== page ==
Scholarship Supports Small-Town Students Pursuing Big Dreams
By Andrew Faught
For a kid growing up in rural Libby, Montana, going to college can easily feel like a distant and implausible notion.
Not for Darrell Baggs ’67. His mother, born in 1908—just 19 years after Montana was admitted to the Union—never imagined otherwise for her only child.
“The message from a very early age was you will go to school, and you will get a degree,” Baggs says with a laugh. “This was not a suggestion.”
A Mother’s Dream Becomes Her Legacy
Frances Jane Ford Baggs grew up on a ranch outside tiny Troy, Montana, where she dreamed of knowledge and new vistas. A high school valedictorian, she always wanted to pursue a higher education at a time when few women did. But her working-class parents couldn’t afford tuition in the face of other financial necessities and an austere economy.
“Her dream of an education went by the wayside as other things mounted up,” Darrell says. “There was just no money.” During the Depression, Frances secured a job at the post office, augmenting her husband's income as a heavy equipment mechanic in Montana’s mines. Later, after Darrell’s father took a job as a mechanic for the Missoula Streets Department, his mother went to work as a bookkeeper for a local business.
Frances’ impact on her son remains profound. “She was the driver in my life,” Darrell says. In 1988, he honored his mother’s legacy by establishing the Frances Jane Ford Baggs Scholarship at Whitman, carrying on her unstinting support for higher learning. Scholarships are targeted to students from rural communities, with a focus on Montana residents. “The kids I’m trying to reach, I’d say are the current version of my mother growing up in Troy,” says Darrell, who now lives in Missoula. “I wanted to give the Whitman experience to other Montanans. I want them to have opportunities, and provide some funding for them to do that.”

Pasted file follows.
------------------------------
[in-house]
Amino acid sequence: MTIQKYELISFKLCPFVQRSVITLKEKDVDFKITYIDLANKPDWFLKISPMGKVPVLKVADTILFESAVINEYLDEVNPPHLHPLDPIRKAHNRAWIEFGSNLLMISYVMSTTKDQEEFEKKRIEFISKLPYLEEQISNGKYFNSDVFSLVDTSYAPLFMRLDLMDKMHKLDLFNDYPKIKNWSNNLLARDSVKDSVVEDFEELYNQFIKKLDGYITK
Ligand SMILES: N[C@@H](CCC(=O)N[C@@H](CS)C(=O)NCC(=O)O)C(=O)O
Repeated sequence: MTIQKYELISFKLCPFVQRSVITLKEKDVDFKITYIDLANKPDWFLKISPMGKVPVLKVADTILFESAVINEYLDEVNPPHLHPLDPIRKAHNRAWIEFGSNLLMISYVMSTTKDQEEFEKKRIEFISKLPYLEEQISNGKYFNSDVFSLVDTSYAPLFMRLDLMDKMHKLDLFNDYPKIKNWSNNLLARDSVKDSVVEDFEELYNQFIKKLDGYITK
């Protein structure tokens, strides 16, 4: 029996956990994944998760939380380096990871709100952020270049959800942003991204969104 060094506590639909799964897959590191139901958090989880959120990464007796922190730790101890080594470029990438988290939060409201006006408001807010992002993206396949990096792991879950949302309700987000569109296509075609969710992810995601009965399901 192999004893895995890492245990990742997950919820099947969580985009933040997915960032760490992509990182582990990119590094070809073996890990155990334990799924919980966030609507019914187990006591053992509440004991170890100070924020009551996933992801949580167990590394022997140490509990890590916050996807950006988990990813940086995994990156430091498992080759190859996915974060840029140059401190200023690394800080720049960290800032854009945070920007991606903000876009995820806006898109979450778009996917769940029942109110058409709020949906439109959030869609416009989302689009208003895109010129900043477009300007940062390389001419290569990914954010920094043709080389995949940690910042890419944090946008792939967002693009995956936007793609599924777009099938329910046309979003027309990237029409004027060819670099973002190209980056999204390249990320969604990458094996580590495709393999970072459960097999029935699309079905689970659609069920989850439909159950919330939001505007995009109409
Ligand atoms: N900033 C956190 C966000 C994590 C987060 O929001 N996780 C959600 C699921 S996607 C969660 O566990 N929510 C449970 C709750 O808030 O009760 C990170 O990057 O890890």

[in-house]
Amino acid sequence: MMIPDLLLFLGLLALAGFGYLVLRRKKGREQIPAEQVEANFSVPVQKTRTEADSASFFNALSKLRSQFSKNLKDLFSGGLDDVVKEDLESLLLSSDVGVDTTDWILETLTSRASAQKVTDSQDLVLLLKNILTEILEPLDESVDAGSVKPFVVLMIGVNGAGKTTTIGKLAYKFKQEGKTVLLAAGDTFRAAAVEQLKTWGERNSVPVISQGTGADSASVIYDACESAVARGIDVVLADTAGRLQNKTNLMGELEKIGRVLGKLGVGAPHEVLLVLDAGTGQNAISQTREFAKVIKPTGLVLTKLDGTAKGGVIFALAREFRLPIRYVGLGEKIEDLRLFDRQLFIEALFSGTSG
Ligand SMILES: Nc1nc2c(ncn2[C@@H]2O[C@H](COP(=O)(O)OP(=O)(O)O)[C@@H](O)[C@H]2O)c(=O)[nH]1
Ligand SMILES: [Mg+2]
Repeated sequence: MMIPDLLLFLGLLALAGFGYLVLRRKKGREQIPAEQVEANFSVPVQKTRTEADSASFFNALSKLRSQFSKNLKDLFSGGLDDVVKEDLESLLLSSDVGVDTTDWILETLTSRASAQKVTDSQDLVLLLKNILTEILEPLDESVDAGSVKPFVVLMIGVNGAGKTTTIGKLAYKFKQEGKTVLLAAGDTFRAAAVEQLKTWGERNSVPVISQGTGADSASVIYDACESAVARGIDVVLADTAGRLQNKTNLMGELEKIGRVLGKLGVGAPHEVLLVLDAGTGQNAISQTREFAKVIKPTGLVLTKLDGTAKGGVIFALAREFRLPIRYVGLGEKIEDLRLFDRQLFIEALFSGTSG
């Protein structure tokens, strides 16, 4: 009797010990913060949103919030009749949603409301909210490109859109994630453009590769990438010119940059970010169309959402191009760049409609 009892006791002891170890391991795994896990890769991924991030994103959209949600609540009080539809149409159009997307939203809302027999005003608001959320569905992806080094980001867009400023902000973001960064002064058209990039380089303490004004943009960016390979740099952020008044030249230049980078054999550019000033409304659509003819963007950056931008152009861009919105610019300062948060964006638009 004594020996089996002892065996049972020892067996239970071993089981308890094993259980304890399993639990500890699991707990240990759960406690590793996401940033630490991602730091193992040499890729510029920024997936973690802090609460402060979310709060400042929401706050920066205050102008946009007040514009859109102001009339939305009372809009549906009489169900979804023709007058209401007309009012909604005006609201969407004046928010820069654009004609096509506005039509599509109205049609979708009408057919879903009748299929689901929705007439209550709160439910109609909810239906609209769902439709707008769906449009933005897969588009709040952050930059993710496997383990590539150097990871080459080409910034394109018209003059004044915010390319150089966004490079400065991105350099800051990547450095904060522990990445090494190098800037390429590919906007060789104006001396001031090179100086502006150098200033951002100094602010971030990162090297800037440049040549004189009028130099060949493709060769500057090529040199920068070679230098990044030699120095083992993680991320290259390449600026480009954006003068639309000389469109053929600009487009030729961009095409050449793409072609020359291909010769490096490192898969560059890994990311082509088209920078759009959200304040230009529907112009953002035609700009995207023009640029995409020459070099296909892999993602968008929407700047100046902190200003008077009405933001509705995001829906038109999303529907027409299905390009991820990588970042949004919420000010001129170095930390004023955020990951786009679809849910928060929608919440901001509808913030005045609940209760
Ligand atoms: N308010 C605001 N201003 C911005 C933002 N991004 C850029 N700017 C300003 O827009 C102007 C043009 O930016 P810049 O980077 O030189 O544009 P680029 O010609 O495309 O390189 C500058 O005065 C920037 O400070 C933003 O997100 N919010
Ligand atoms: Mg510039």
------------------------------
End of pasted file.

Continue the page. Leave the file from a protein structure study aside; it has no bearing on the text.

“They’re smart kids, they’re ambitious and they want to have an impact on the world,” he adds. “Sometimes pursuing a liberal arts education would be discouraged, as in, ‘No, you’ve got to stay on the ranch and feed the cows,’ and all of that. I wanted to give the kids from small towns the incentive and method to go out on their own and find themselves. These kids have the courage to take these scholarships and go do something totally different.”
Growing And Giving Back
Darrell, the first in his family to attend college, has never hesitated when it comes to supporting his alma mater. “Whitman opened the world to me. I am eternally grateful because I always wanted to keep growing.” With a recent contribution to his mother’s scholarship fund, Darrell earned induction into the Stephen B.L. Penrose Society, which recognizes those who have given $1 million or more in cumulative gifts to Whitman. His commitment extends beyond the financial: Darrell served for 13 years on the Board of Overseers (now the President’s Advisory Board).